Kidd is a capable writer and she doesn't over-reach in this, making the commitment to fiction rather than faction. The topic is horrific and so that mKidd is a capable writer and she doesn't over-reach in this, making the commitment to fiction rather than faction. The topic is horrific and so that makes it difficult to read, in part because she so clearly contrasts the two kinds of lives her protagonists lead.
I found the middle of the book difficult, in large part because of its slow pace. One character had a lot of narrative to cover while the other dithered back and forth, and together that didn't keep as compelling a pace as the beginning or end did. It also falters with the late addition of the third main character, Sarah's sister, as part of the anti-slavery action; while she obviously is a solidifying agent in her sister's ambitions, she also acts as an almost deus ex machina force in re-boosting lagging momentum. Obviously the plot was constrained to some degree by both biographical content and the need to deal with two converging character arcs, but it didn't feel as smoothly developed as the earlier portions did. ...more
At first I was overwhelmed by the richness of the writing in this book, but about, oh, 30 or so pages in, I twigged to the metacommentary the author wAt first I was overwhelmed by the richness of the writing in this book, but about, oh, 30 or so pages in, I twigged to the metacommentary the author was constructing between the book, the signs of life (the meaning of the title), and the specific signs cited as they were playing out in the lives of characters. Although I think it gets a bit self-consciously cute by the end, the author sets up one set of expectations per section only to stand them on their head by the next revelation. And so a complex and yet very simple story is told by looping ever further backwards, ever more detailed in a complicated timeline.
In content, the book is every bit as horrific as a story of modern war's effects on a population should be, and as such, hardly something to recommend to the squeamish. I've seen this described as a "romance" and, really? It's a story of war, period, and there's no romance to that. ...more
This book clearly grew out of the training in infection control that went out all over Alaska during the H1N1 flu epidemic. The proposal, that the govThis book clearly grew out of the training in infection control that went out all over Alaska during the H1N1 flu epidemic. The proposal, that the government set loose an infection in Western Alaska, seems kind of basic and aside from flirting with Native culture a bit, this post-apocalyptic attempt doesn't really carry as much suspense as is promised. It's mostly a journey, on the land and of course is paralleled in the interior landscape of the protagonist, and while unobjectionable, really didn't draw me in as much as I'd hoped. I think it might read better for someone outside Alaska, for whom the setting, geographic and cultural, would be exotic and exciting....more
It's hard to read this book without also thinking about Before I Go To Sleep by S.J. Watson. Both are pretty interior, but this one doesn't really sIt's hard to read this book without also thinking about Before I Go To Sleep by S.J. Watson. Both are pretty interior, but this one doesn't really sell the confusion of the lost memories because she's transplanted back to a time when she had those memories intact. That makes this story a more textual one, as she constantly tallies what she is experiencing against what she remembers. As such, then, it's almost more like the time travel trope in which the traveler goes back to review an earlier part of their life, such that when they return, they're more in touch with that past.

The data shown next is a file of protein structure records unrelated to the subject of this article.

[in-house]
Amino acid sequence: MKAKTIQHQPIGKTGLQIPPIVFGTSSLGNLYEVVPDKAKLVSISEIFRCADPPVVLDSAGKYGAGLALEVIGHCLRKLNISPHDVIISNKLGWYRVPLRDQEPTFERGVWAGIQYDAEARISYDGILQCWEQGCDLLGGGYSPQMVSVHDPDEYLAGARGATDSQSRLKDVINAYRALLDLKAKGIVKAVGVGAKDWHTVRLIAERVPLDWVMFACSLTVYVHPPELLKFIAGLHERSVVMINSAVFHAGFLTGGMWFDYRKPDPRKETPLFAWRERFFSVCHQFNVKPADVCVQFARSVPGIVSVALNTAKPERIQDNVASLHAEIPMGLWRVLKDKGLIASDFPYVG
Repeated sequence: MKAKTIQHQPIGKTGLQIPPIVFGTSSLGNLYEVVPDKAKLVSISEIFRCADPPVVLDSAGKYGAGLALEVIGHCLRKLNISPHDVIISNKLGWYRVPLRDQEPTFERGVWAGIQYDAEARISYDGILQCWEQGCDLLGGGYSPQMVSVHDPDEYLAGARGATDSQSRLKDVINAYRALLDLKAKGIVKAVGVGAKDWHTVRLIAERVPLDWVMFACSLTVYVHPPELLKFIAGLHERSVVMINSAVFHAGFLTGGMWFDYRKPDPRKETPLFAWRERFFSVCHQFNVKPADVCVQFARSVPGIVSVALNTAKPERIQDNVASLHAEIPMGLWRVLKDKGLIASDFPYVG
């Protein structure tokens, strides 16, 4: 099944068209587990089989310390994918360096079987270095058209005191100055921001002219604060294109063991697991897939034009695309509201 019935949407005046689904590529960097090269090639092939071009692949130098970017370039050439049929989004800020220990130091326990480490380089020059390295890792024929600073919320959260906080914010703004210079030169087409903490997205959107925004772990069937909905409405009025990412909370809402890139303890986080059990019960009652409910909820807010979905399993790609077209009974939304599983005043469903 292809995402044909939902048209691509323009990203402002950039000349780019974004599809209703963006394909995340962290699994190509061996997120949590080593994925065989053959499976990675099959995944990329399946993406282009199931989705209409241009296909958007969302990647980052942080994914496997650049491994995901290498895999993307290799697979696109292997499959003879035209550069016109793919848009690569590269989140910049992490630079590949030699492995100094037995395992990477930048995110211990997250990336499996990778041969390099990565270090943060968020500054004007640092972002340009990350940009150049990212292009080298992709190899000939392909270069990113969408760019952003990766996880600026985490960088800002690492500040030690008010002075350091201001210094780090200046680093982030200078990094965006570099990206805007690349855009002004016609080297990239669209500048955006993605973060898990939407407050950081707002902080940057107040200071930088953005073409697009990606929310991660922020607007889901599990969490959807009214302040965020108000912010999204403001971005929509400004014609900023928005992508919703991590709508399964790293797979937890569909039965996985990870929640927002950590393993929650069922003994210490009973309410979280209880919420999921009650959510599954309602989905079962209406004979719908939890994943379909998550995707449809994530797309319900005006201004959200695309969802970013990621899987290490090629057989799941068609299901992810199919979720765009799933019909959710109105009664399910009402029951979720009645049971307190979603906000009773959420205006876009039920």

I think that because the emphasis is thus upon a story mostly told, rather than experienced, by the protagonist, this distance works against really developing much empathy with or sympathy for her. That's magnified by her own distaste for the older version of herself as well as her sense of drifting with bland helplessness amidst her confusion, so that I found it hard to care much about a great deal of what happened.
The three-part narrative, Alice's, her sister's and her grandmother's, is clearly meant to weave into a seamless whole about [blah blah heartwarming, family]. I can see why it's in development for a movie, but I am pretty much guaranteed not to particularly care given my general lack of enthusiasm for the whole heartwarming genre. And although I give credit to the author for trying to write a twist into the ending, it tended more to to confuse me than seem, after discovering it, to be the reasonable outcome. This usually results from the author not quite laying the groundwork to make an ending inescapable—unless it was more about the meta-concept of the reader being rendered as passive and seemingly uncaring as the protagonist about how her life works out. ...more
What is there to add to this book that hasn't already been said? The writing is tight and the story tragic without the whole sjw feel of beating one oWhat is there to add to this book that hasn't already been said? The writing is tight and the story tragic without the whole sjw feel of beating one over the head. I'm always pleased when I hear of school classes or battle of the books reading lists that are brave enough to include it....more
I didn't finish it. I got sick in advance of the book club meeting and because I had failed to engage with it at all in the third of it I did read, II didn't finish it. I got sick in advance of the book club meeting and because I had failed to engage with it at all in the third of it I did read, I couldn't summon the enthusiasm to finish it.
Basically I found the style charmless, the protagonist unengaging of sympathy, and the inclusion of the real person bafflingly inconsequential (I'm really not into RPF) for as much of the plot as I saw. I'll acknowledge that the remainder of the book might be just brilliant, but it failed to motivate me to stick around that long and there are too many stories in the world to waste time on reading an uncompelling one out of some sense of duty. Sorry not sorry. ...more